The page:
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You probably already know this, but the days of going to a video store are ending. Online DVD rental service Netflix announced its earnings earlier today and beat expectations in a number of key categories including profits (up 36 percent) and subscribers (up 21 percent).

This news makes former industry giant, Blockbuster, look even more foolish. Blockbuster, which has been trying to compete with Netflix in the online DVD rental business, has been mired in bad financials for years. Held down by an albatross around its neck, which used to be its greatest assest — its brick and mortar stores — the company is struggling to define itself in the 21st century. A couple weeks ago, it made an almost humorous attempt to buy fellow lackluster company Circuit City. We’re still wondering why that makes any sense.

But not all is great for Netflix either. The company’s stock actually fell despite the good news today because the outlook for the future is less sunny. The cost of building its online movie download service led the company to lower expectations on earnings per share. Netflix could actually find itself in a similar situation to Blockbuster soon as it must transition its business to a new model with the inevitable rise of digital movies.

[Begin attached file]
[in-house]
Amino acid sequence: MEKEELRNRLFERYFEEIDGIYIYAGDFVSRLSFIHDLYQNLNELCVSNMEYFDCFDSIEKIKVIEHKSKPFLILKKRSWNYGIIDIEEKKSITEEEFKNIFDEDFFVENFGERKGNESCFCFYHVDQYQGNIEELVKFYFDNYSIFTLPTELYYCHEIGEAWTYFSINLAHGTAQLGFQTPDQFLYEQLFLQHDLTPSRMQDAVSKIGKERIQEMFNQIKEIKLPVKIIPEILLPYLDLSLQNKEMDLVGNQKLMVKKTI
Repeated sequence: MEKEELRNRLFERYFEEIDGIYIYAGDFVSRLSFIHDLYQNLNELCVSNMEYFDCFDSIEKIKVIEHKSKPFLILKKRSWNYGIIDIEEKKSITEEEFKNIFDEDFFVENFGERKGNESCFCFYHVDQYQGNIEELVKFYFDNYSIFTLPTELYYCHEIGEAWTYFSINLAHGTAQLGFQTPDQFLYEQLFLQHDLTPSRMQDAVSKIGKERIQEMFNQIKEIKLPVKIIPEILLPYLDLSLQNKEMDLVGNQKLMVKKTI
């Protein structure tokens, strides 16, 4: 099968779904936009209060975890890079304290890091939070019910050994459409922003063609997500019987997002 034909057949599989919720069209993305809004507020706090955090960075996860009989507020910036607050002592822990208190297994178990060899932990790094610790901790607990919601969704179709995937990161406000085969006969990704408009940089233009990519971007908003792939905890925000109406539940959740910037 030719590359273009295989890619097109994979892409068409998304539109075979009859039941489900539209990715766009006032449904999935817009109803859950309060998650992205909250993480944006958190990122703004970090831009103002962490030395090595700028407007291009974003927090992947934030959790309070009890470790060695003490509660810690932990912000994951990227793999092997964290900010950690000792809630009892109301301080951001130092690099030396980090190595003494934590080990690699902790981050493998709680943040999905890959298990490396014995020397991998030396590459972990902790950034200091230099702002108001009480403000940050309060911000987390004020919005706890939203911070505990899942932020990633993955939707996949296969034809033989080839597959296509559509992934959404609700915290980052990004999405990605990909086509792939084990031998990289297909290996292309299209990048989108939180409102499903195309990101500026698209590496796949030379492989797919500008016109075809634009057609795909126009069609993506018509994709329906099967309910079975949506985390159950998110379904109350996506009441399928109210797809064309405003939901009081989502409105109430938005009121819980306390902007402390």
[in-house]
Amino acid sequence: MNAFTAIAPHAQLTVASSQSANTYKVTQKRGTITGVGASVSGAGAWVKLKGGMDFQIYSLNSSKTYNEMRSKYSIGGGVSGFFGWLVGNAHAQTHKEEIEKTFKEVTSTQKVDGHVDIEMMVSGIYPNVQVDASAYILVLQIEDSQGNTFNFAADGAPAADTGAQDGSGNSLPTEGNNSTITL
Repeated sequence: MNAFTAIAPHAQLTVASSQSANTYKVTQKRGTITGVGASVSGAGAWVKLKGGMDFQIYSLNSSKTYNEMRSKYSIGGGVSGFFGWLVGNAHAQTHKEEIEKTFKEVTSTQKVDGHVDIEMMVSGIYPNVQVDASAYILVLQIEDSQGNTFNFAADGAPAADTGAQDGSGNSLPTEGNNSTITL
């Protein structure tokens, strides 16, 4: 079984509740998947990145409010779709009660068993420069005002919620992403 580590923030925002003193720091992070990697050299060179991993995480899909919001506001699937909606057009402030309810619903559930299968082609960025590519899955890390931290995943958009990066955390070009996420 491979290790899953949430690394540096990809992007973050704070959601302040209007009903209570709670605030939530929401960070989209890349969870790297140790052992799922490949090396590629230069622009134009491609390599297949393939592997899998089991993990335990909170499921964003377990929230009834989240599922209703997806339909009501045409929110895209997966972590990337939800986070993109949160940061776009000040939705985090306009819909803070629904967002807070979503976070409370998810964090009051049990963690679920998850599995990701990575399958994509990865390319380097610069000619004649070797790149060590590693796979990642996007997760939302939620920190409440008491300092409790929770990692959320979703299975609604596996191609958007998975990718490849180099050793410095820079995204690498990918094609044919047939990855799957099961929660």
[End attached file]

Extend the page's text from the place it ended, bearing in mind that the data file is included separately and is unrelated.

However, by taking these hits now and putting an infrastructure in place to compete in the digital realm with the likes of Apple and its iTunes movie rental store, Netflix is thus far proving it doesn’t want to end up like Blockbuster.

The race for the living room is on. Apple and Microsoft are already there with the Apple TV and Xbox 360 devices that can stream movies to televisions, but neither are a dominant force yet. Netflix has already said it would team up with LG to make a box to stream its movies to the living room, but today it announced further partnerships in place (it declined to state the other companies aside from LG) to ensure it has a set top box that can grab a foothold.

Blockbuster is said to be entering the living room race as well, and as long as it is there to beat up on, Netflix should be just fine.

[photo: flickr/brymo]

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